“The political establishment is in the pockets of the economic establishment: all the bureaucrats together. The banks, the supermarkets, the other inhuman institutions… don’t want to win by creating better products, they want to win by getting the Government to rig the market so they won’t be challenged.”
Who wrote that? Jeremy Corbyn? John McDonnell?
No, it was Steve Hilton, formerly David Cameron’s closest adviser, in his book, More Human, just published in paperback. For good measure, Hilton said the Conservatives depend heavily on funding from wealthy people in financial services, so “politicians end up spending their time in the company of a very narrow fragment of society.”
This week two Commons select committees sank their teeth into the bosses of BHS and Sports Direct for the disgraceful treatment of their workforce. “The unacceptable face of capitalism” – coined by Prime Minister Edward Heath in 1973 about the tycoon Tiny Rowland’s Lonrho group – is back in vogue at Westminster. MPs, their own reputation still scarred by the 2009 expenses scandal, sense an opportunity to stand up for people angry that the gap between the “have nots” and the “have yachts” has widened.
Capitalism worked – sort of – when ordinary workers got a fair reward. But during an unprecedented six years of wage stagnation after the 2008 financial crisis, the fat cats still got the cream. In the digital age, the labour market has polarised, with well-paid jobs for the well-educated, and lower paid, insecure or temporary work for the unskilled. Anger at being “left behind”, coupled with fears about immigration, largely explain why working class people could tip the balance in favour of Brexit in the 23 June referendum.
What struck me this week was not predictable protests by Labour but the anxiety among Tory backbenchers. Echoing Hilton, senior Tory MPs told me they want to see “capitalism with a human face,” “capitalism with a conscience” or “considerate capitalism.” But they are worried that Cameron and George Osborne don’t get it, even though reforms to ensure fairness in the labour market would fit neatly into Cameron’s One Nation legacy project.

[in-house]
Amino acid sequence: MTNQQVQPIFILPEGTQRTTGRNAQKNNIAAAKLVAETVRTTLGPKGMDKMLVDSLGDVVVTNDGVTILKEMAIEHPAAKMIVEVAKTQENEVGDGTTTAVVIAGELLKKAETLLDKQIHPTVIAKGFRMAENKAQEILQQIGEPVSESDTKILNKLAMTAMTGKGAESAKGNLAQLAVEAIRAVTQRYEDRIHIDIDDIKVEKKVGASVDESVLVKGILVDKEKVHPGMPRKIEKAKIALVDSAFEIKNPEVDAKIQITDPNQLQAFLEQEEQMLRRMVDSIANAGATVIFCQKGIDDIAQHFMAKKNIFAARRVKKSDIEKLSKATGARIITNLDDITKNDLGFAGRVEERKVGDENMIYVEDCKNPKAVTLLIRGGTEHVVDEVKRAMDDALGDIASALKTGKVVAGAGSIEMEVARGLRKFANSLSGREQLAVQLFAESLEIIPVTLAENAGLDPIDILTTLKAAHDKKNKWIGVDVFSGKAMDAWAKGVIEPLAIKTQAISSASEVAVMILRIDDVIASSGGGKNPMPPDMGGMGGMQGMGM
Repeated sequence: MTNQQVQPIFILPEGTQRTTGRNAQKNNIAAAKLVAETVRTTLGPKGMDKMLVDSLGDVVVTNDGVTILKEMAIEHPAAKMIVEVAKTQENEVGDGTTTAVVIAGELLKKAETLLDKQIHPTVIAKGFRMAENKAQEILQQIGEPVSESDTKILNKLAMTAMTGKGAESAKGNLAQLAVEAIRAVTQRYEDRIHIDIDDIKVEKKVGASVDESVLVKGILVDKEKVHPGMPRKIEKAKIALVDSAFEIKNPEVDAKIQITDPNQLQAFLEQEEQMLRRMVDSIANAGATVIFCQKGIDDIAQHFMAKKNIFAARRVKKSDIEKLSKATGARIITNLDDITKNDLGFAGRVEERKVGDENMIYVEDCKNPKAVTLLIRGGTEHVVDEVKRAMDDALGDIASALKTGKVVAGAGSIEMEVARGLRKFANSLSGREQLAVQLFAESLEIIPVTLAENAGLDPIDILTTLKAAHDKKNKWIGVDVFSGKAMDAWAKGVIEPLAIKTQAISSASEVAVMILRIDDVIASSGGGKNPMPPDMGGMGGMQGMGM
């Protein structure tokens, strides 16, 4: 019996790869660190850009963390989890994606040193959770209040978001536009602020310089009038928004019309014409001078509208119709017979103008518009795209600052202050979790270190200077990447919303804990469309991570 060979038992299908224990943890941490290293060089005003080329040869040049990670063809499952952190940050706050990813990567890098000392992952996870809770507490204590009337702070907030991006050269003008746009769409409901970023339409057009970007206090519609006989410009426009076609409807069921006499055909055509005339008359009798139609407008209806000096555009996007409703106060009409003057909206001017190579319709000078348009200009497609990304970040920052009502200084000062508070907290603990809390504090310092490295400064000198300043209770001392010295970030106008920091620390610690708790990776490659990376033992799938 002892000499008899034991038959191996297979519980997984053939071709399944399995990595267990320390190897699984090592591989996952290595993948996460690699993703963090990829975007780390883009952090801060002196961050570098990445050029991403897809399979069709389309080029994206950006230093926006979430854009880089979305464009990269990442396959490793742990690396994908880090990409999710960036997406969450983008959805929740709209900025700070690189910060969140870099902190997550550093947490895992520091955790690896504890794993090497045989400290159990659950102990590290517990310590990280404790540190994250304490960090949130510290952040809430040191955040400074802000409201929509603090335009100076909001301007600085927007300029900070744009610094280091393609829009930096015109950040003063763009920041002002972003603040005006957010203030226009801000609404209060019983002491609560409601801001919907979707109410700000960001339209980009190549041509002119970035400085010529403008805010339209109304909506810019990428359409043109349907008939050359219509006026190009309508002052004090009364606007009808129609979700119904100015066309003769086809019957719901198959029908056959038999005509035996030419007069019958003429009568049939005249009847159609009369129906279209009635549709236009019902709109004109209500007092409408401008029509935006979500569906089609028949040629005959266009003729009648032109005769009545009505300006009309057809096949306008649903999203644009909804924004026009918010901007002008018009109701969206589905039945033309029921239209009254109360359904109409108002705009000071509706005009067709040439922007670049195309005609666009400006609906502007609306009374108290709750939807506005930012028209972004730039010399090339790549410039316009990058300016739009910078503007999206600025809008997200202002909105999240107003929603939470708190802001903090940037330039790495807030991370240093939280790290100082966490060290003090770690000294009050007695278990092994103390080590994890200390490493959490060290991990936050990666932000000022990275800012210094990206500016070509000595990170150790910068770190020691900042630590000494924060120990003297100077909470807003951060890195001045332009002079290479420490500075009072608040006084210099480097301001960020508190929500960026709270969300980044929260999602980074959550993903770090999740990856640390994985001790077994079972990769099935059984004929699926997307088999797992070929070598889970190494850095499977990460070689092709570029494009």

There is no point in the Tories trumpeting the £7.20 an hour national minimum wage, misleadingly rebranded as a “living wage” in April, if firms like Sports Direct can get away with not paying it. And the Tories now style themselves as “the party of working people”, determined to improve social mobility and wage an “all-out assault on poverty.”
The Government cannot interfere in the running of every company. But ministers are responsible for the regulatory system and cannot simply dismiss abuses like those at BHS or Sports Direct as “one for the regulators”.
Reforms to the labour market and the way companies are run might feel un-Conservative, but would help to tackle a “party of the rich” image reinforced by the Panama Papers revelations about Cameron’s wealth and Osborne hailing Google 's paltry £130m tax payment.
The generation of Tory MPs elected in 2010 and 2015 are aware of the danger to their party of a laissez-faire approach. A paper produced by the 2020 Group of Tory ministers and backbenchers says that “shared values are as important as share values” and proposes a much more ambitious programme of employee share ownership and profit-sharing. They say that everyone earning more than £1m should give 5 per cent to charity, and be hit by a “philanthropy tax” if they refuse.
The paper says the Tories should declare that they “will not tolerate the lazy dominance of the big corporations in our political economy, but will instead unleash the forces of insurgent competition and innovation. We should disrupt the often openly cosy cartels in utilities and banking by letting in the new providers.”
These good ideas might prove a step too far for whoever leads the Tories into the 2020 election but they deserve a hearing. The Tories would turn a blind eye to the worst excesses of capitalism at their peril. If the frustration of those “left behind” grows, the Tories could throw away the chance of a long spell in power by letting Labour back into the game.
New Labour was in thrall to the bankers and missed a chance to reform the banks after the crash. Ed Miliband wanted to crack down on the “predators” while helping the “producers.” He proposed an energy price freeze and action on zero hours contracts but his anti-capitalist crusade fizzled out amid a backlash from the New Labour tribe.
But under its new management, Labour has no inhibitions about shaking up the system. Corbyn and McDonnell have long wanted to and sense an opening from the BHS and Sports Direct scandals. They plan to spell out reforms to end the “one rule for them, one for us” culture and to ensure fairness “from the shop floor to the boardroom.” These could include tougher measures to combat tax avoidance, better enforcement of the minimum wage, a ban on exploitative zero hours contracts and better rights for agency workers.
McDonnell said: “Britain under the Tories is slowly descending into a place where big businessmen think they can say and do what they like, and run companies like BHS or Sports Direct as their own little kingdoms regardless of the cost to the workforce or our economy.”
If the Conservatives do not smooth the unfair, rough edges of capitalism exposed for all to see this week, then a Corbyn-led Labour Party will be a much bigger threat to them than they think.
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